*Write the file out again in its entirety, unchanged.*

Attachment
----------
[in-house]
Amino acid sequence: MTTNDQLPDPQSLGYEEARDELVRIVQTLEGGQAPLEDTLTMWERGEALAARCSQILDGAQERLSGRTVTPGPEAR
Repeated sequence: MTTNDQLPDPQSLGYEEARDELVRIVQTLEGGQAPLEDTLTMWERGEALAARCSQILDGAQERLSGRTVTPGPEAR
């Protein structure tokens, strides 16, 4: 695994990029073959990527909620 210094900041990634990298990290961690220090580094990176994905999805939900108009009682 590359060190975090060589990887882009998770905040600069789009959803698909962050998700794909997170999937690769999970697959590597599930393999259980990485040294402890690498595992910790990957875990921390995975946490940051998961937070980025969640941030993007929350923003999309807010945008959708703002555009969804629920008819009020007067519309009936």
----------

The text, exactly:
[in-house]
Amino acid sequence: MTTNDQLPDPQSLGYEEARDELVRIVQTLEGGQAPLEDTLTMWERGEALAARCSQILDGAQERLSGRTVTPGPEAR
Repeated sequence: MTTNDQLPDPQSLGYEEARDELVRIVQTLEGGQAPLEDTLTMWERGEALAARCSQILDGAQERLSGRTVTPGPEAR
């Protein structure tokens, strides 16, 4: 695994990029073959990527909620 210094900041990634990298990290961690220090580094990176994905999805939900108009009682 590359060190975090060589990887882009998770905040600069789009959803698909962050998700794909997170999937690769999970697959590597599930393999259980990485040294402890690498595992910790990957875990921390995975946490940051998961937070980025969640941030993007929350923003999309807010945008959708703002555009969804629920008819009020007067519309009936």